Leonard Fein, progressive activist and writer, dies at 80
Fein, a lifelong Liberal Zionist, was a promoter of Mideast peace. His concerns were with justice and Israel-U.S. relations.
Leonard Fein, inspiration to generations of progressives and Jews passed away early in the morning of August 14.
Even at the age of 80 he was a regular columnist for The Forward as he had been for two decades. It was one of the many outlets for his writing and institution-building over half a century.
Across the decades he built lasting institutions for the progressive Jewish community. In 1975, while a professor at Brandeis he co-founded Moment Magazine with Elie Wiesel; In 1985 he started MAZON: A Jewish Response to Hunger; In 1997 he set up the National Jewish Coalition for Literacy. Each of these organizations in its own way preserves his memory: without food we cannot live, without education we have no future and without thoughtful conversation we cannot thrive.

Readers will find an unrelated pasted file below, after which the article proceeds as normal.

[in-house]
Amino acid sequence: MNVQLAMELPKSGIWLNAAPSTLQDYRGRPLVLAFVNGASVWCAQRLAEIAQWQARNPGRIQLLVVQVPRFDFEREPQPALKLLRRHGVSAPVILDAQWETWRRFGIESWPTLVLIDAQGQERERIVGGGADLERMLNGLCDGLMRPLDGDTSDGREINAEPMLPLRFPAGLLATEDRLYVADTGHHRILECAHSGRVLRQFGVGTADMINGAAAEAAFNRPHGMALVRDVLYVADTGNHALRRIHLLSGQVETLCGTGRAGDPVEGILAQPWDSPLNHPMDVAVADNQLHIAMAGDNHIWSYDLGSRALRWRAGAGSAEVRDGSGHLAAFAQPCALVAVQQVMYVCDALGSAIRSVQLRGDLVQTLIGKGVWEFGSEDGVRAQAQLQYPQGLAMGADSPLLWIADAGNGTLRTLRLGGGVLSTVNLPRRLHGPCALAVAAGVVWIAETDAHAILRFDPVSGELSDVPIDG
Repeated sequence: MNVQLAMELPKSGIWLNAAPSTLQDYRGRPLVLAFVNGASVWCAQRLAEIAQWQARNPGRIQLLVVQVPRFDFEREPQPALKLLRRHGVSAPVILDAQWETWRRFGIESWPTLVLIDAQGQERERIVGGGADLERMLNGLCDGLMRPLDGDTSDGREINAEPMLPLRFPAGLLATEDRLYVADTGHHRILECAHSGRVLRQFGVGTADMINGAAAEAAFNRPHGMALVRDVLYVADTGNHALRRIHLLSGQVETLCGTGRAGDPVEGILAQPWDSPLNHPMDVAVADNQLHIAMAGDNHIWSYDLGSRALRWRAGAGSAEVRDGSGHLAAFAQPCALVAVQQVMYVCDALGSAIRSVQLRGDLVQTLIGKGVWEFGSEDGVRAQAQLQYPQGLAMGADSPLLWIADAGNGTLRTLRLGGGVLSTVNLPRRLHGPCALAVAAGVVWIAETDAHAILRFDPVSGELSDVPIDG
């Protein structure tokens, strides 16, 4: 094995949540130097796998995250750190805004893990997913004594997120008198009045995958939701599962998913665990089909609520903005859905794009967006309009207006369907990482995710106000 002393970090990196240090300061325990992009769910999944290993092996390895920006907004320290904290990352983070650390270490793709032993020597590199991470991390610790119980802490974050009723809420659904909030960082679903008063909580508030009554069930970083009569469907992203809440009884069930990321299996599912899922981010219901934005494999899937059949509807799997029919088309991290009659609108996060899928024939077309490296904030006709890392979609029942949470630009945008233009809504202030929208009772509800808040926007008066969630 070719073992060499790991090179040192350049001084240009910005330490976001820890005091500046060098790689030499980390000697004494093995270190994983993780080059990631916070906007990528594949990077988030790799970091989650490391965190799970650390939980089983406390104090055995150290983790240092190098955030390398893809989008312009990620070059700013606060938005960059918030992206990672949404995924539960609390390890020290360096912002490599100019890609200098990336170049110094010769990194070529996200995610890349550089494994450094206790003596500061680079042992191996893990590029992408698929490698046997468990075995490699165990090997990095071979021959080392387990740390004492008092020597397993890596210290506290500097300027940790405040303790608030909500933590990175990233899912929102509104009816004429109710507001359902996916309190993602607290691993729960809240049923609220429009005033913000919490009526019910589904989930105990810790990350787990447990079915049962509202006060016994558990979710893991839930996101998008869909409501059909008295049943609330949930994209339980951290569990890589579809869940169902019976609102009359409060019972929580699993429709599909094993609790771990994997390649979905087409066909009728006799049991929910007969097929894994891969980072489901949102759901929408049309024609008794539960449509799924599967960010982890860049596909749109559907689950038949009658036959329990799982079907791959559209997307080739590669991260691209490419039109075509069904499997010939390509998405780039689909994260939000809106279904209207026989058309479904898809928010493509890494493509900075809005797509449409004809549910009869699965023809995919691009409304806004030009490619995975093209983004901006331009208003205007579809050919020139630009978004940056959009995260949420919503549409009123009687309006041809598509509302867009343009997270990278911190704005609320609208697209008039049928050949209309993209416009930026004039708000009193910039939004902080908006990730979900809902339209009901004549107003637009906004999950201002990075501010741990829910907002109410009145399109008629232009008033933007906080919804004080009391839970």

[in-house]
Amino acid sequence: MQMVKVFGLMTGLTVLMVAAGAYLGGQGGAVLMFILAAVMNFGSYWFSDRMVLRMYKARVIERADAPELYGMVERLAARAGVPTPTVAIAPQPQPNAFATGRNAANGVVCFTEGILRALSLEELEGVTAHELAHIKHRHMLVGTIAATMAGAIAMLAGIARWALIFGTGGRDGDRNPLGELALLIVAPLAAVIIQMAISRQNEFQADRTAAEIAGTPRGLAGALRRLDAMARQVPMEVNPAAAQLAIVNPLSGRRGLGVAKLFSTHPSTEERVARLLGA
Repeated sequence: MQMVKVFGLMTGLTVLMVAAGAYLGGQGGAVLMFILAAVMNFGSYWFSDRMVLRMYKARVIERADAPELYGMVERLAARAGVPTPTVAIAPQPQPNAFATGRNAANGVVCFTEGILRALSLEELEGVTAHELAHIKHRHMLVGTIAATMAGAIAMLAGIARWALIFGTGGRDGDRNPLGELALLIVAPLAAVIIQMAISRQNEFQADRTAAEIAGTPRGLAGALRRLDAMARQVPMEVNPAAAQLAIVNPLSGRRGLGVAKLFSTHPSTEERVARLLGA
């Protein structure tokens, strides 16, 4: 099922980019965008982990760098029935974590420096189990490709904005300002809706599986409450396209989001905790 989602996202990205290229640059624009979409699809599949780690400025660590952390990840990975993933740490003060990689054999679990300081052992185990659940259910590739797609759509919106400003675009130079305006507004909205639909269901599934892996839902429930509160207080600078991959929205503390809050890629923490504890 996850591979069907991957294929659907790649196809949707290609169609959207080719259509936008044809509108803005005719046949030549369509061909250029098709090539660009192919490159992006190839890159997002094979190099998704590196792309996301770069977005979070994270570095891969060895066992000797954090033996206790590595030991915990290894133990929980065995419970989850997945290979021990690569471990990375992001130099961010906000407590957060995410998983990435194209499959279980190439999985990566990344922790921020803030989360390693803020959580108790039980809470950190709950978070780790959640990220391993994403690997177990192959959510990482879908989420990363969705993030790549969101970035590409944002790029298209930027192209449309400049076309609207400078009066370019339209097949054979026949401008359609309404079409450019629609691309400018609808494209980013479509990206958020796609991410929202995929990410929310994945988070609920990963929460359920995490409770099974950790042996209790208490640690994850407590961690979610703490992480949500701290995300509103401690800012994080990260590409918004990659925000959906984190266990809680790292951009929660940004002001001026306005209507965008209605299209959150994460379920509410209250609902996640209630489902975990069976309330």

Fein’s overriding concerns were with justice and the relationships between Israel and America. A lifelong Liberal Zionist, he was a tireless promoter of peace in the Middle East and a core member of Americans for Peace Now since its inception.
The poor sales figures of his 1970 book, “Where Are We?: The Inner Life of America’s Jews” were a source of wry regret to Fein. But, as with much of his work, its impact was felt through the influence it had on leaders and thought-leaders. Fein may not have been a mass media celebrity — although he wrote for The New York Times, The New Republic, Commentary, The Nation and the Los Angeles Times — but his imprint has been made, and his influence continues to be felt across wide swathes of the Jewish and progressive communities.
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